4 UX Tips to Optimize Your Homepage for Desktop and Mobile

0 min read

Brett Burns

Your homepage gets the most traffic, introduces your brand, tells a story, builds trust, showcases your products, drives sales, and (hopefully) creates a great first impression amongst new customers. Does your homepage have a big job? You bet.

And, with consumers using an average of 2 devices on their path to purchase, chances are they’re going to come across your homepage on both mobile and desktop. So, you’ve got to make sure you’re creating a great UX for both.

Today we’ll hone in on four 2016 homepage best practices for your eCommerce website to help keep your customers engaged and guide them through to conversion.

Know Your Audience

Before embarking on a homepage creation or redesign journey you’ll need to create buyer personas, understand your traffic, and get to know your mobile customers.

Study your analytics, conduct interviews, ask the right questions, and ultimately, get to know what kind of design elements they want to see on your homepage.

Start with questions like these with your customers when building your personas:

How do you research products you want to purchase? Do you trust reviews? What is favorite social network? And how often do you use it? How much time do you spend online using your smartphone and tablet? What do you do for work and what are your career goals? What is your educational background? What blogs or news sources do you consume regularly? Can you name a few of your biggest challenges you face in life or at work? What are some of your favorite brands and products? What’s your prefered method of communication, email, phone, or in-person? Do you prefer learning through videos and webinars, or eBooks? How do you find information online?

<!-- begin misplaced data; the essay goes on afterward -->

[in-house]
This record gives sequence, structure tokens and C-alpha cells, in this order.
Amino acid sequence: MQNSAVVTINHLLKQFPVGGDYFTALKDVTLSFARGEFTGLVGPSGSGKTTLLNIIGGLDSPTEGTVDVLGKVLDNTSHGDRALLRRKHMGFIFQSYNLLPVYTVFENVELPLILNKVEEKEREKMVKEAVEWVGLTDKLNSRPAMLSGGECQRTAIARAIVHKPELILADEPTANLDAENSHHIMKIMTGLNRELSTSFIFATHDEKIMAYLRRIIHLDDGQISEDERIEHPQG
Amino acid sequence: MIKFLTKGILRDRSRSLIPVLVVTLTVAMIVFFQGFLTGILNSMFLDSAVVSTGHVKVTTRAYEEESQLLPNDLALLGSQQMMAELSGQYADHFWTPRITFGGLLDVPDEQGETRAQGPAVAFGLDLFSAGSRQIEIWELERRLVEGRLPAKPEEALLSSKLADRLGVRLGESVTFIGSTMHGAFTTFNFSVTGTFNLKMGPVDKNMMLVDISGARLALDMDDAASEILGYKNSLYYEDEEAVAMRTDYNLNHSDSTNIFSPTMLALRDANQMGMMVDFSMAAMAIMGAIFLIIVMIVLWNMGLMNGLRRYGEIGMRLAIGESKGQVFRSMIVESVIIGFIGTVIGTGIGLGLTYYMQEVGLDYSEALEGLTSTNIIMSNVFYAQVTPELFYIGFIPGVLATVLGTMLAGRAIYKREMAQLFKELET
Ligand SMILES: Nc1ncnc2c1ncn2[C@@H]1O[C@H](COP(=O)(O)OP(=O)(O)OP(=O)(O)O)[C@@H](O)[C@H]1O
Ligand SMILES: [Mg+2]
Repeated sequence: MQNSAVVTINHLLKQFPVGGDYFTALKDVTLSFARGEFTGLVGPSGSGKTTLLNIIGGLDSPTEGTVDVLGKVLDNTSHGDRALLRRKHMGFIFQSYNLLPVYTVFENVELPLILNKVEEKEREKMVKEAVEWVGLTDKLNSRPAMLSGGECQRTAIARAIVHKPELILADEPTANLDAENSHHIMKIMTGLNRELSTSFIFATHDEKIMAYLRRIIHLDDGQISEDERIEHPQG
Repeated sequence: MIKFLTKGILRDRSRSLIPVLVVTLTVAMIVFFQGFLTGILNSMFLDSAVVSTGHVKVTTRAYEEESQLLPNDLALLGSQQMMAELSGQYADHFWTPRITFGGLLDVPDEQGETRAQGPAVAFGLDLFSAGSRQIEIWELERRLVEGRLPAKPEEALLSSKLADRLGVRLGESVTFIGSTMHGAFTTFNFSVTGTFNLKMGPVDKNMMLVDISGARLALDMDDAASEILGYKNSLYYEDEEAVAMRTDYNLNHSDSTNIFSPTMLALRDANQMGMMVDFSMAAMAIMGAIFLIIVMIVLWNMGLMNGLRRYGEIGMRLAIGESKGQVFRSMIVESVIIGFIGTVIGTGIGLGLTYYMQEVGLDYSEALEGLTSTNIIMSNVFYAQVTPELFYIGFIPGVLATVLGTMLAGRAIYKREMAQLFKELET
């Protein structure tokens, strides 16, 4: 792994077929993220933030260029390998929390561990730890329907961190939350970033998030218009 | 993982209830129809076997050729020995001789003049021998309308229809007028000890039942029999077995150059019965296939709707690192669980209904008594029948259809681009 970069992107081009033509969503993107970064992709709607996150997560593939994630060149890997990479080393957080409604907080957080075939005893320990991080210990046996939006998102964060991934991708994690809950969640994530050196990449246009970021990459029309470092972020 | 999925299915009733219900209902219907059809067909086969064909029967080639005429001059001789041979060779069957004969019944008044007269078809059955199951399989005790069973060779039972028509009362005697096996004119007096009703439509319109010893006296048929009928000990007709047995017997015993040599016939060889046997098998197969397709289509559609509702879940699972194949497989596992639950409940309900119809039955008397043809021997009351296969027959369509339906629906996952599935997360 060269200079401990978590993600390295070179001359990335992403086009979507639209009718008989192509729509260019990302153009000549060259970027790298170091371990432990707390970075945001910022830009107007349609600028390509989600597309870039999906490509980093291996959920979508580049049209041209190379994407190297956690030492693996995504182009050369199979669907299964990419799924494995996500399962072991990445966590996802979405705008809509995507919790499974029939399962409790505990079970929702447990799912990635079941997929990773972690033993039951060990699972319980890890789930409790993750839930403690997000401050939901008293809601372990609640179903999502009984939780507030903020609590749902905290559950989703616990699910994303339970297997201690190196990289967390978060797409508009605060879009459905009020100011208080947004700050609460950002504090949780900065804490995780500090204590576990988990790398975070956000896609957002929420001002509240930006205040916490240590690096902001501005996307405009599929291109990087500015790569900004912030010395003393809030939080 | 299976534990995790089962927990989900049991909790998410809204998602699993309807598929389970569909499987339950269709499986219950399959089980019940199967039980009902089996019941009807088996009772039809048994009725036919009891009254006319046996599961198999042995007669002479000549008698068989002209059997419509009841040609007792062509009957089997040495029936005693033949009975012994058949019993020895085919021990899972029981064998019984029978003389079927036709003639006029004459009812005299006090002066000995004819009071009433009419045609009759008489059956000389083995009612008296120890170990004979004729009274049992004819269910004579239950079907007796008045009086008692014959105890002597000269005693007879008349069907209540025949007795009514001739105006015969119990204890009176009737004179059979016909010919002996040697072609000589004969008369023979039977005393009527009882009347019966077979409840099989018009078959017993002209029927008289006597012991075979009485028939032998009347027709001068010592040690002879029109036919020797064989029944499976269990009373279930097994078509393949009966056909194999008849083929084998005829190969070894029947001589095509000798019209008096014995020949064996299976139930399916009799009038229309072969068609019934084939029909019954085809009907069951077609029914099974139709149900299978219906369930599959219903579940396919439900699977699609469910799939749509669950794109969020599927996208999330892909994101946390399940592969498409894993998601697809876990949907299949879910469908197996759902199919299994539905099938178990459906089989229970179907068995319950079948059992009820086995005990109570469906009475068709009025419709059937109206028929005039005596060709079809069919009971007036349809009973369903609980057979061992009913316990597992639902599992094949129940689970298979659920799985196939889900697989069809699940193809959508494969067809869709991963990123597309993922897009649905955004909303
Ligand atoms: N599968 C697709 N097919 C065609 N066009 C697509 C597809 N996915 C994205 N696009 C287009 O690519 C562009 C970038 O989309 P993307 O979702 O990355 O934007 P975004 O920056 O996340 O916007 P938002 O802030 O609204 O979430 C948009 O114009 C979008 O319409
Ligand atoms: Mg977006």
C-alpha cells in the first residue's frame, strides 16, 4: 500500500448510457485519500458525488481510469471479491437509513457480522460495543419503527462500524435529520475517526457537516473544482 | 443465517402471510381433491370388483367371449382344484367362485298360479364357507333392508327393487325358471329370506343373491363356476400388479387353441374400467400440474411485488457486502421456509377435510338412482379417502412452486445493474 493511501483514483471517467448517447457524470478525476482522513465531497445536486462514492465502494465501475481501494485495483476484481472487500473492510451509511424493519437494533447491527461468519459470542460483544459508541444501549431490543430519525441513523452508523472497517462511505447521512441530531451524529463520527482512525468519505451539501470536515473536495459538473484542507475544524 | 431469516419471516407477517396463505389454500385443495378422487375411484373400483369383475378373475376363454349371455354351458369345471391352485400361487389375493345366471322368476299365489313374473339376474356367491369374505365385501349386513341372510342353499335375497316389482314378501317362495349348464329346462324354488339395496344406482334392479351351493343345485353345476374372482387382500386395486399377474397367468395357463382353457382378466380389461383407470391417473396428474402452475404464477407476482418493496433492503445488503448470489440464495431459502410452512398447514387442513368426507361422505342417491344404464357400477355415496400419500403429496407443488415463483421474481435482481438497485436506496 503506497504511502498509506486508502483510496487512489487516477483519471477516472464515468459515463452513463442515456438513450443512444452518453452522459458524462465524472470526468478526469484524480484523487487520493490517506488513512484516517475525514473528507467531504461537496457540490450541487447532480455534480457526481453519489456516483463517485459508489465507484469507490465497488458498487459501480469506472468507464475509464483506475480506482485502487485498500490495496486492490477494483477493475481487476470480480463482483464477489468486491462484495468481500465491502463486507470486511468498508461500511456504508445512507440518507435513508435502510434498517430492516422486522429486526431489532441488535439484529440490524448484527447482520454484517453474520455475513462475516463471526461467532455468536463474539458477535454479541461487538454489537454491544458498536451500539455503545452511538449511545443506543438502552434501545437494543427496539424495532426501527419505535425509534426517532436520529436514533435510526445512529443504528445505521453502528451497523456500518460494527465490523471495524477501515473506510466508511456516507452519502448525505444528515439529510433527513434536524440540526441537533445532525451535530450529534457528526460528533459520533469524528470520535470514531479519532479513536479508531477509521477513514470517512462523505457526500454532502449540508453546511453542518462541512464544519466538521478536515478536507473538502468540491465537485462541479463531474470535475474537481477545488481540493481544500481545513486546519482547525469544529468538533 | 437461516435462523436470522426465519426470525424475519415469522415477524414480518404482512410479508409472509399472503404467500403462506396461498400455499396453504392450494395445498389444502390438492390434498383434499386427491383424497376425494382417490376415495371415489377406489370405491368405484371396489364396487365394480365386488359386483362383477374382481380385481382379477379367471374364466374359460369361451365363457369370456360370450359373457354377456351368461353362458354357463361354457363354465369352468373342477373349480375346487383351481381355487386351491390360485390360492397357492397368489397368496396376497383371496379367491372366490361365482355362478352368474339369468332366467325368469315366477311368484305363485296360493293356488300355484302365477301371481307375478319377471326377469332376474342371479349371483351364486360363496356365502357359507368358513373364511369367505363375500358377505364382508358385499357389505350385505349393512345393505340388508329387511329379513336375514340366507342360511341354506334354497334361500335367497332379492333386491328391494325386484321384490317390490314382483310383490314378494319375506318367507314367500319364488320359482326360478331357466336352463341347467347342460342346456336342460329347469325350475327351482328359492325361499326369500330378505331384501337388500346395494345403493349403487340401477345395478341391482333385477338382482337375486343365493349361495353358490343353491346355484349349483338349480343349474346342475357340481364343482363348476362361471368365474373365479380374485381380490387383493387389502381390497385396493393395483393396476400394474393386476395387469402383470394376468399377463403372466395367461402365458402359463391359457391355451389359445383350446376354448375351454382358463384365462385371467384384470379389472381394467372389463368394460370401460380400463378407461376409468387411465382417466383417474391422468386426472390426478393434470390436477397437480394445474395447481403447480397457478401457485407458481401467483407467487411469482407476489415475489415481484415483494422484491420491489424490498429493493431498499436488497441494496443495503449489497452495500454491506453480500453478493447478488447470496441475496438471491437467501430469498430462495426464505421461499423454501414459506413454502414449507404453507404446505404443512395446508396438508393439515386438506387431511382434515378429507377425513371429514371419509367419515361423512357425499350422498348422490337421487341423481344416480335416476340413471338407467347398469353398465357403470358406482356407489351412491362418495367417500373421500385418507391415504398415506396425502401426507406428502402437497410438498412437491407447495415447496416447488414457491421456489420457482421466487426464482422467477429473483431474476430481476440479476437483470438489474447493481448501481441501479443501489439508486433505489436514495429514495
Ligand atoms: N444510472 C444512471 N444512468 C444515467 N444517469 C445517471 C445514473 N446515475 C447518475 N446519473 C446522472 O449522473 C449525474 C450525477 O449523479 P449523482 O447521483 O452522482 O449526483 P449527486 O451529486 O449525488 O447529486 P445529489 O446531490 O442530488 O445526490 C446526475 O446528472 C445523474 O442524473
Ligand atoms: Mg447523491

Questions like those can help you attain a holistic view of your ideal customer and guide future design decisions. Now you can approach each of the following sections with your buyer personas in mind.

Let Navigation Easily Guide Your Customers

Your customers aren’t detectives and this isn’t an episode of CSI. Make your products easy to find and filter through.

You don’t need to reinvent the wheel. Online shoppers have come to expect certain conventions on the web and experimenting with overly creative navigation styles can potentially deter and confuse your customers.

Stick with the basics. Use a simple, across the top horizontal design, intuitive labeling, helpful cues, easily accessible shopping cart and checkout links, sticky navigation, and provide clear CTAs.

Make your customers buying experience more smooth and enjoyable. Aritzia’s navigation is simple and easy to navigate through both on desktop and mobile.



Filtering, especially on large sites with hundreds of products, makes it easy for customers to quickly get to their desired destination. H&M helps their customers get to where they're going fast with their filtered search function. Your customers don’t want to scroll through page after page of product or they will get fed up and bounce.



Choose The Right Imagery

The right imagery can provoke an instant emotional connection, which makes choosing the right imagery for your homepage crucial. Given the fact that it only takes a person about 50 milliseconds to decide whether or not they like your website, your hero image–the big bold image at the top of your homepage–has a more profound impact than you might think.